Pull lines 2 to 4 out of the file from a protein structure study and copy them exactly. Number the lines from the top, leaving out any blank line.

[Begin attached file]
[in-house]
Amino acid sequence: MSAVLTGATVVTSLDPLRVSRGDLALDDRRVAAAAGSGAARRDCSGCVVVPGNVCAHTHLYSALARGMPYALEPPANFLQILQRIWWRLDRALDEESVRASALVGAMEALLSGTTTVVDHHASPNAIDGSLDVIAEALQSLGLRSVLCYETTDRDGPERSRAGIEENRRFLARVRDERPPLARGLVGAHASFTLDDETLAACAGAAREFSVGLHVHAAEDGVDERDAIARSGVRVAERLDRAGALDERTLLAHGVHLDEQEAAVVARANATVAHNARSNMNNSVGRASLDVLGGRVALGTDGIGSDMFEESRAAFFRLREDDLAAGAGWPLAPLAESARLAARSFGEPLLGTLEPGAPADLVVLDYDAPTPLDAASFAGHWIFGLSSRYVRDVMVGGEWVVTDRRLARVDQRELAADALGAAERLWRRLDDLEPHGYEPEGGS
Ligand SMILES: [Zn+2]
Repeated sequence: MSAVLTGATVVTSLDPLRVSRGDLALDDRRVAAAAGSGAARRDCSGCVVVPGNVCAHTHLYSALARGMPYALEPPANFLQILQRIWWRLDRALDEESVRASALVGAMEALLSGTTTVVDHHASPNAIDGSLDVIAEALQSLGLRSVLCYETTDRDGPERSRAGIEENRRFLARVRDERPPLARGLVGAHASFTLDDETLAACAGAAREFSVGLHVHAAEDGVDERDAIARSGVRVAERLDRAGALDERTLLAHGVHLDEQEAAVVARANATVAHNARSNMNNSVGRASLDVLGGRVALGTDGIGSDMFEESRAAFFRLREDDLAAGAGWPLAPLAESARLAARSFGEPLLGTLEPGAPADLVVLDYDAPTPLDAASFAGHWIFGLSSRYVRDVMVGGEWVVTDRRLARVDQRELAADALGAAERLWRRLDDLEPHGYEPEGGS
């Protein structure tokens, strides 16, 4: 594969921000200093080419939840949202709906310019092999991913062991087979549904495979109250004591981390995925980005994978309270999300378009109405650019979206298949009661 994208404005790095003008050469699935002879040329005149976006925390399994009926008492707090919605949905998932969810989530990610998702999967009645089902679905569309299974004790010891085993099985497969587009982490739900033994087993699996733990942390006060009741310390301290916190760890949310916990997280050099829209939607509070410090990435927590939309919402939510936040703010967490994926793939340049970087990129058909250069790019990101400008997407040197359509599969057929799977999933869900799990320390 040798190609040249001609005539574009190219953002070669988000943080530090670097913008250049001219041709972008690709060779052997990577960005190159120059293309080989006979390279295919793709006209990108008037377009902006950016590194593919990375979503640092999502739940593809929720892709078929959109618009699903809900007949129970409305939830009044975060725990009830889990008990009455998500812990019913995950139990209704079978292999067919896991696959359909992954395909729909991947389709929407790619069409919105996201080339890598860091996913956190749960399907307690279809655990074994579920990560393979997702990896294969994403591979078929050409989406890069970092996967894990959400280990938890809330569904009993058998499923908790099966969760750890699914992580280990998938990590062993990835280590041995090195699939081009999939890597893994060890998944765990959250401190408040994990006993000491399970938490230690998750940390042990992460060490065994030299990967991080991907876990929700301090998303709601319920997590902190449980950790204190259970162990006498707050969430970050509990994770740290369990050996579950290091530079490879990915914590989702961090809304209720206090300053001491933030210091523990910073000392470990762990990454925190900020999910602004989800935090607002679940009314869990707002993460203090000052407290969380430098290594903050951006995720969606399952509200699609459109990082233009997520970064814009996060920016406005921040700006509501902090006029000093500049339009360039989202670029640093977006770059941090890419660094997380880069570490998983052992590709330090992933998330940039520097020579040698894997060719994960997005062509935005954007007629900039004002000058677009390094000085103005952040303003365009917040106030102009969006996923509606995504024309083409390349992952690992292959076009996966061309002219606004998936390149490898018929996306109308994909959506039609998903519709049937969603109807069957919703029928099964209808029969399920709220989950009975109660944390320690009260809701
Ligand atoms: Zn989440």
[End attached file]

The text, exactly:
Amino acid sequence: MSAVLTGATVVTSLDPLRVSRGDLALDDRRVAAAAGSGAARRDCSGCVVVPGNVCAHTHLYSALARGMPYALEPPANFLQILQRIWWRLDRALDEESVRASALVGAMEALLSGTTTVVDHHASPNAIDGSLDVIAEALQSLGLRSVLCYETTDRDGPERSRAGIEENRRFLARVRDERPPLARGLVGAHASFTLDDETLAACAGAAREFSVGLHVHAAEDGVDERDAIARSGVRVAERLDRAGALDERTLLAHGVHLDEQEAAVVARANATVAHNARSNMNNSVGRASLDVLGGRVALGTDGIGSDMFEESRAAFFRLREDDLAAGAGWPLAPLAESARLAARSFGEPLLGTLEPGAPADLVVLDYDAPTPLDAASFAGHWIFGLSSRYVRDVMVGGEWVVTDRRLARVDQRELAADALGAAERLWRRLDDLEPHGYEPEGGS
Ligand SMILES: [Zn+2]
Repeated sequence: MSAVLTGATVVTSLDPLRVSRGDLALDDRRVAAAAGSGAARRDCSGCVVVPGNVCAHTHLYSALARGMPYALEPPANFLQILQRIWWRLDRALDEESVRASALVGAMEALLSGTTTVVDHHASPNAIDGSLDVIAEALQSLGLRSVLCYETTDRDGPERSRAGIEENRRFLARVRDERPPLARGLVGAHASFTLDDETLAACAGAAREFSVGLHVHAAEDGVDERDAIARSGVRVAERLDRAGALDERTLLAHGVHLDEQEAAVVARANATVAHNARSNMNNSVGRASLDVLGGRVALGTDGIGSDMFEESRAAFFRLREDDLAAGAGWPLAPLAESARLAARSFGEPLLGTLEPGAPADLVVLDYDAPTPLDAASFAGHWIFGLSSRYVRDVMVGGEWVVTDRRLARVDQRELAADALGAAERLWRRLDDLEPHGYEPEGGS